Steam Powered Electric Generating Plants – Possible or Not?

Steam Powered Electric Generating Plants – Possible or Not?

In thinking about the various islands of the Pacific and the direction each will take in the 21st century, I have been curious about a possible project that may appear to be somewhat radical at first glance – but one that I think is worth exploring for those islands that generate their electricity by government owned, oil fired, generators. In the Northern Marianas the government owned power plants consume 10 million 200 thousand gallons of oil a year.

At 83 cents per gallon that's $8.5 million a year for power and the cost is ever increasing. I’m not going to suggest solar panels or wind powered generators which we have all heard discussed at one time or another. I’m suggesting power plants that will generate 10, 20, 50 megawatts of power or more depending upon demand requirements. I would like to suggest that the CNMI, the Federated States of Micronesia, the Republic of Palau and the Marshalls, Guam and perhaps those south of the Equator consider joining together to collectively finance a “pre-feasibility study” to determine the plausibility for the eventual conversion, over the long term, of government owned, oil fired, generators to that of coal burning, steam turbines.

I don’t believe oil prices will ever decline, if anything, we can expect to see continuous increases in all oil using activities and electric rates in particular. This has been true since the oil crises of 1973. Since that date all of the Pacific islands have experienced spiraling inflation. None will never be able to purchase their own middle east oil well. But together they may be able to jointly purchase, thru some form of association of member states – a consortium owned coal mine in Australia, Indonesia, the United States or elsewhere. This consortium might also purchase or lease the vessels to deliver this mined fuel over a “round-robin” sea route to each member state where the material would be used in coal fired, steam generators.

The pre-feasibility study I suggest differs from a full-fledged feasibility analysis which would address, in extreme detail, the cost- benefit of the endeavor for each participating nation or entity. The pre-feasibility study would simply evaluate the plausibility of the concept. Should the results look promising then the second phase could be undertaken to prepare the full fledged detailed financial and economic analyses to determine the cost and benefit to each participating state that presently operates their own power generating facilities as opposed to those areas where private enterprise provides the source of power. I don’t want to interfere with private enterprise since I am a proponent of this economic alternative to government operated plants.

Upon completion of the first phase of the pre- feasibility study, if it is determined that it would be worthwhile to undertake the second, detailed phase, any consultant employed to perform the work should be advised to cease occurring expenses at any point where the results of their work indicate that that the endeavor would not be financially viable. I am only suggesting a study to determine if it would be economically viable over the long term. With oil you get two things: fumes up the stack and power. With coal you get three things: fumes up the stack, power and cinders which are a useful aggregate for construction blocks and other uses. Coal mines can be purchased which have recoverable reserves that would last the region for many decades, perhaps even one half century or longer. For example, the state of West Virginia with its thousands of privately owned coal mines has enough recoverable reserves of coal to meet the world demand for coal for the next 400 years. Up until the the late 1950’s almost all electric power in the world was produced by coal fired, steam driven, generators. When Middle East oil fields were developed and oil prices were $2.50 a barrel everyone switched to this cheaper fuel and away from the use of coal. Now oil prices are around $17 a barrel and it might be worthwhile to again consider returning to the use of coal with due consideration given the environment since the cinders from spent coal will leach an acid into the soil and this most certainly must be mitigated. Also, the discharge from the stacks into the atmosphere will have to be controlled by new, existing technology called “scrubbers.” This equipment cleans the effluent as it is released into the environment.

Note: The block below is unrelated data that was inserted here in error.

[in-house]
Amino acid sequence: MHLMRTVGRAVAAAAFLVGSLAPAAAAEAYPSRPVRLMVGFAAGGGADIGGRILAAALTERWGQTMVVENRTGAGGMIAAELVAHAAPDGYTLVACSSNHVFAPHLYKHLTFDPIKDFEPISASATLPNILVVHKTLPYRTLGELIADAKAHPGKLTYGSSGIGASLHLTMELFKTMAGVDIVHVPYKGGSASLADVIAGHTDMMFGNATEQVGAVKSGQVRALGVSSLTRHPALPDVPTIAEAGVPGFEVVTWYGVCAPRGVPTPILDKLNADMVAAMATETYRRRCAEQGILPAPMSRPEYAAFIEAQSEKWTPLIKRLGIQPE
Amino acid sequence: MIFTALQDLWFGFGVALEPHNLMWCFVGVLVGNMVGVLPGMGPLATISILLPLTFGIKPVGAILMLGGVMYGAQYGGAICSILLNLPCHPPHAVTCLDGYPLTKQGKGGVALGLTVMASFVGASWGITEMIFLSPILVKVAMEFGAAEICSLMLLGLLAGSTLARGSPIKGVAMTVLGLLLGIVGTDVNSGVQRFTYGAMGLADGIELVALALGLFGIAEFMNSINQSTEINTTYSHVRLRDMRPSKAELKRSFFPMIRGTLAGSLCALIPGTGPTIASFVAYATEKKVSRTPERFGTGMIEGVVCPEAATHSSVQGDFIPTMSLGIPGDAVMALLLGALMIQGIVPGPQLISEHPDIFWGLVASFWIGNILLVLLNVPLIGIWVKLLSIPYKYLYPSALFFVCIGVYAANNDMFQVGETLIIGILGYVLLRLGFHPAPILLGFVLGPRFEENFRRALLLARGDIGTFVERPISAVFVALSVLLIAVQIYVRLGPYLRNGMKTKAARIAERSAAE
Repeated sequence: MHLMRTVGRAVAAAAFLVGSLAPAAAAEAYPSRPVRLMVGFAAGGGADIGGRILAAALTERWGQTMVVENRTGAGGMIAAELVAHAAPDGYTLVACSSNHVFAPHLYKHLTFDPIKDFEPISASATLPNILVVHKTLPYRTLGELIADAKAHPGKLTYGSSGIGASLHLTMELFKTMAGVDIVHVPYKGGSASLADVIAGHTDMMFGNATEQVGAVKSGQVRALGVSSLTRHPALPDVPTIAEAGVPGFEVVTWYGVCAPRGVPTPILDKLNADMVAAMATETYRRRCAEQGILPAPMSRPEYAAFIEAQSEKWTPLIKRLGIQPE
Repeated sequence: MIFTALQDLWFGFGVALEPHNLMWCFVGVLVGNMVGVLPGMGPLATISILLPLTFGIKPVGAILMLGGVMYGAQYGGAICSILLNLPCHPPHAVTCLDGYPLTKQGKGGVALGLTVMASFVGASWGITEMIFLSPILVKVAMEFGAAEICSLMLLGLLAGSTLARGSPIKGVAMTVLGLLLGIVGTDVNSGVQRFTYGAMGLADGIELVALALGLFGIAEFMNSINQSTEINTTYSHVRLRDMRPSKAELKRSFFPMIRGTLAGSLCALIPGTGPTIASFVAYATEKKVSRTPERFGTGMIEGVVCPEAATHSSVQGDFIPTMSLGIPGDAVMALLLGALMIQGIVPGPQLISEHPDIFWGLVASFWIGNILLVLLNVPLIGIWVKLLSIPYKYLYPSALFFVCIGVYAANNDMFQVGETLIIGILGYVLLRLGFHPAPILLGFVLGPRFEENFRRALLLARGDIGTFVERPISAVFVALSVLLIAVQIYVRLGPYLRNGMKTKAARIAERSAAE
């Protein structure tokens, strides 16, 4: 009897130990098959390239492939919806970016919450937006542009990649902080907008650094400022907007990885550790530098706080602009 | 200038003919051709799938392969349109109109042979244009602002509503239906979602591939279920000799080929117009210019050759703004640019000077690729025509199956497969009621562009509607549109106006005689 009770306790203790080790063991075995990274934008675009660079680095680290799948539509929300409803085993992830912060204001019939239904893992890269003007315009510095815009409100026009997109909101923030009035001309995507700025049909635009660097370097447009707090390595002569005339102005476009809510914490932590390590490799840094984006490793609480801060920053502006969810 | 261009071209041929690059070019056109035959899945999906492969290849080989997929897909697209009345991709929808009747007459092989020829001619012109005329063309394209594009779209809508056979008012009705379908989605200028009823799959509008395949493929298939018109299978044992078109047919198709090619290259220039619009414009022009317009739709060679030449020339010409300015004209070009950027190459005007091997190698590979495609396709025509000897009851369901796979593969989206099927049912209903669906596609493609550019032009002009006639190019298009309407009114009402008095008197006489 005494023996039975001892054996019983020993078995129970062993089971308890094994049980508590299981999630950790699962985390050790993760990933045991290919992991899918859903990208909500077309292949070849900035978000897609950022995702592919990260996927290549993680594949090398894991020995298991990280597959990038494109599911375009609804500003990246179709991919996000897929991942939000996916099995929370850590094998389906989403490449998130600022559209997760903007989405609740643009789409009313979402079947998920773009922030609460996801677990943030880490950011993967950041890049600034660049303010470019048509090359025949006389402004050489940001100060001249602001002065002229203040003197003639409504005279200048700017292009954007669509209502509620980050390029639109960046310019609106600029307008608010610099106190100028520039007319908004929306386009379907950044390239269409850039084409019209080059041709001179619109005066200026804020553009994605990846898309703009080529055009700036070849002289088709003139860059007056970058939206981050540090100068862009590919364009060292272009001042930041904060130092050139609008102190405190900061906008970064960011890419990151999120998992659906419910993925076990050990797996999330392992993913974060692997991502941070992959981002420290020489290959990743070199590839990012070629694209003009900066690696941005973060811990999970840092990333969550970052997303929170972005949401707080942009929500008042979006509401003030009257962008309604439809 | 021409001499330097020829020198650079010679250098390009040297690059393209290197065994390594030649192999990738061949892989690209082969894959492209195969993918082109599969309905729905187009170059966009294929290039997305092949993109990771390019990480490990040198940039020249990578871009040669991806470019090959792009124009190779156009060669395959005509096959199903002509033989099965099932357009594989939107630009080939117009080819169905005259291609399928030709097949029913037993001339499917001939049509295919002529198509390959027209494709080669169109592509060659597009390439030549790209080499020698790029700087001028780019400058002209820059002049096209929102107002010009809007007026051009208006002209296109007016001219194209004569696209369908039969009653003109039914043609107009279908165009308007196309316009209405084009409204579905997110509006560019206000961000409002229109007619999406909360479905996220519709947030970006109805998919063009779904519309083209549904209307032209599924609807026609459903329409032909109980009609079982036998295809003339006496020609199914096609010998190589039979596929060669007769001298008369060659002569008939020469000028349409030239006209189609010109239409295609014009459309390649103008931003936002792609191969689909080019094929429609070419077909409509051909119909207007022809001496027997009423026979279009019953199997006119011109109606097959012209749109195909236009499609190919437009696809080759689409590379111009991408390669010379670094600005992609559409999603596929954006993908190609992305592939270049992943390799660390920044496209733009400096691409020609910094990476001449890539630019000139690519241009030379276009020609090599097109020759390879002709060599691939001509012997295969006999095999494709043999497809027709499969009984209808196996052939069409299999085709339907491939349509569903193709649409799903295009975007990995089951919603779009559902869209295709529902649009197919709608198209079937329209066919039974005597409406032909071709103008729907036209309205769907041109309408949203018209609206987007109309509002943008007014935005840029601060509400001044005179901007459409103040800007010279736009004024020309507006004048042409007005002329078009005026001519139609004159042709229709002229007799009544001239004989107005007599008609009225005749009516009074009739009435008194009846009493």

The generating plants would, of course, have to be situated to take advantage of the prevailing winds. Following the completion of the pre-feasibility study any recommended second phase leading to the detailed cost – benefit study would have to be comprehensive in scope and thus it would be expensive and would have to be conducted by professional consultants experienced in this type of power generation. The cost of the mine, the vessels, delivery to port and the various ultimate destinations, port and construction of the discharge terminals, storage areas, power plants and their operation would all have to be analyzed for each potential member in the consortium. Indeed, the cost of the regional organization and its administrative expenses would have to be determined.

Should the second phase determine that such a project is feasible over the long term, the consortium would only jointly own the coal mine and possibly the vessels, if such ships were not leased by the group. Each individual member would be responsible for financing their own shore side facilities and scheduling the timing of the conversation from oil to steam. That this endeavor would be both complicated and controversial, particularly on the part of existing oil producers and brokers – is a certainty. It all boils down to economics.